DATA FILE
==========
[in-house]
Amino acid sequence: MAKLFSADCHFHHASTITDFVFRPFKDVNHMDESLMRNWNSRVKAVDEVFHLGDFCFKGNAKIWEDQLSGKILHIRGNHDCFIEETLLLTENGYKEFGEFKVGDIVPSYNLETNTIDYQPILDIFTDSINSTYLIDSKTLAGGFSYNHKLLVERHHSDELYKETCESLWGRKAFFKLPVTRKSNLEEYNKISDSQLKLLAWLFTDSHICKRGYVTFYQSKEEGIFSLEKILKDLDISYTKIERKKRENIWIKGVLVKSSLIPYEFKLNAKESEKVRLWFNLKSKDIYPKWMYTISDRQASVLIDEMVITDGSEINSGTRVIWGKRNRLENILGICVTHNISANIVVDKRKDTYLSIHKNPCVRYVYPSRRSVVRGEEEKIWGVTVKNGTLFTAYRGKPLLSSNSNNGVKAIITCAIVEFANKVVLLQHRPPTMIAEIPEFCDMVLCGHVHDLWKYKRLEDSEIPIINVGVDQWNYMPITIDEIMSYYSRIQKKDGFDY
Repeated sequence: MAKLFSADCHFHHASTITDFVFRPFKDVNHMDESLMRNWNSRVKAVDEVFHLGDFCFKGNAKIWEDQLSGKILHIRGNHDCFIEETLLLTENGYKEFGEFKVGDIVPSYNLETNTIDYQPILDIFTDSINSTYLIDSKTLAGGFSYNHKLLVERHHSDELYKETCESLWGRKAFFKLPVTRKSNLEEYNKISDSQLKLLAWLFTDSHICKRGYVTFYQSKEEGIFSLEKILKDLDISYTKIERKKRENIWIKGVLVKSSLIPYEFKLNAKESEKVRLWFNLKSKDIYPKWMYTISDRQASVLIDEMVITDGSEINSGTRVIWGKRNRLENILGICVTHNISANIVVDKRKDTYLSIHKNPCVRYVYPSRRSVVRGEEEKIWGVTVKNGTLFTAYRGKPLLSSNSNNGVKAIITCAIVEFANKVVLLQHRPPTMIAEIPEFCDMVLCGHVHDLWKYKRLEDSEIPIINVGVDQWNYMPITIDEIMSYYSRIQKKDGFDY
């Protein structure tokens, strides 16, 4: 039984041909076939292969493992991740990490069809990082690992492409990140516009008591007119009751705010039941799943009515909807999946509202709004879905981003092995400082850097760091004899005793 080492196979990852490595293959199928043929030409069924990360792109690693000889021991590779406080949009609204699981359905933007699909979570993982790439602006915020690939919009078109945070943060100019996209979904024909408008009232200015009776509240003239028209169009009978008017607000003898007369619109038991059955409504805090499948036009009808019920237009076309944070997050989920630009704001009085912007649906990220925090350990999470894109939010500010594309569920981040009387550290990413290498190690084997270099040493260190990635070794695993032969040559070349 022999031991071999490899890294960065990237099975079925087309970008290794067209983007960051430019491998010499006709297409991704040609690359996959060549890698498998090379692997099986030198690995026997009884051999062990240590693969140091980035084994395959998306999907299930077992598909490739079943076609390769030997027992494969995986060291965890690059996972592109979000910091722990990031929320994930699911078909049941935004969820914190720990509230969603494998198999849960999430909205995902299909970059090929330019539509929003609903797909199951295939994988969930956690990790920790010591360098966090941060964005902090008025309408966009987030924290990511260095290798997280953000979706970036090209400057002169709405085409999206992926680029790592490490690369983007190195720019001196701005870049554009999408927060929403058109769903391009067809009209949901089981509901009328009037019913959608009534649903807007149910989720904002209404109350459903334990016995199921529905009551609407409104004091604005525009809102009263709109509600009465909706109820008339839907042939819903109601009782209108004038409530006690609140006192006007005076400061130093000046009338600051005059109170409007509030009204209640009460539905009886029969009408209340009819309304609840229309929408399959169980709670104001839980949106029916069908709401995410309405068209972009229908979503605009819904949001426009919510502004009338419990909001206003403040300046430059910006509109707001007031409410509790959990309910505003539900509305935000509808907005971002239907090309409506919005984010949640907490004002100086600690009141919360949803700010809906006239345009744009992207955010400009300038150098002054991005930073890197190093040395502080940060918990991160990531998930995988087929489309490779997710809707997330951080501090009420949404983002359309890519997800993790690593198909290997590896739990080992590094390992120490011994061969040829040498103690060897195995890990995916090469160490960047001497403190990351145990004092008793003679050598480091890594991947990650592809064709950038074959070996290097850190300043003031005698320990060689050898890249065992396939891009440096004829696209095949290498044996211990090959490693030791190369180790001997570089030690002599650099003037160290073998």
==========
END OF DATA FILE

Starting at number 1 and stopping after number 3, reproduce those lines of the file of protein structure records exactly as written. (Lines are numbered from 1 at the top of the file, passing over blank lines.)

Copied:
[in-house]
Amino acid sequence: MAKLFSADCHFHHASTITDFVFRPFKDVNHMDESLMRNWNSRVKAVDEVFHLGDFCFKGNAKIWEDQLSGKILHIRGNHDCFIEETLLLTENGYKEFGEFKVGDIVPSYNLETNTIDYQPILDIFTDSINSTYLIDSKTLAGGFSYNHKLLVERHHSDELYKETCESLWGRKAFFKLPVTRKSNLEEYNKISDSQLKLLAWLFTDSHICKRGYVTFYQSKEEGIFSLEKILKDLDISYTKIERKKRENIWIKGVLVKSSLIPYEFKLNAKESEKVRLWFNLKSKDIYPKWMYTISDRQASVLIDEMVITDGSEINSGTRVIWGKRNRLENILGICVTHNISANIVVDKRKDTYLSIHKNPCVRYVYPSRRSVVRGEEEKIWGVTVKNGTLFTAYRGKPLLSSNSNNGVKAIITCAIVEFANKVVLLQHRPPTMIAEIPEFCDMVLCGHVHDLWKYKRLEDSEIPIINVGVDQWNYMPITIDEIMSYYSRIQKKDGFDY
Repeated sequence: MAKLFSADCHFHHASTITDFVFRPFKDVNHMDESLMRNWNSRVKAVDEVFHLGDFCFKGNAKIWEDQLSGKILHIRGNHDCFIEETLLLTENGYKEFGEFKVGDIVPSYNLETNTIDYQPILDIFTDSINSTYLIDSKTLAGGFSYNHKLLVERHHSDELYKETCESLWGRKAFFKLPVTRKSNLEEYNKISDSQLKLLAWLFTDSHICKRGYVTFYQSKEEGIFSLEKILKDLDISYTKIERKKRENIWIKGVLVKSSLIPYEFKLNAKESEKVRLWFNLKSKDIYPKWMYTISDRQASVLIDEMVITDGSEINSGTRVIWGKRNRLENILGICVTHNISANIVVDKRKDTYLSIHKNPCVRYVYPSRRSVVRGEEEKIWGVTVKNGTLFTAYRGKPLLSSNSNNGVKAIITCAIVEFANKVVLLQHRPPTMIAEIPEFCDMVLCGHVHDLWKYKRLEDSEIPIINVGVDQWNYMPITIDEIMSYYSRIQKKDGFDY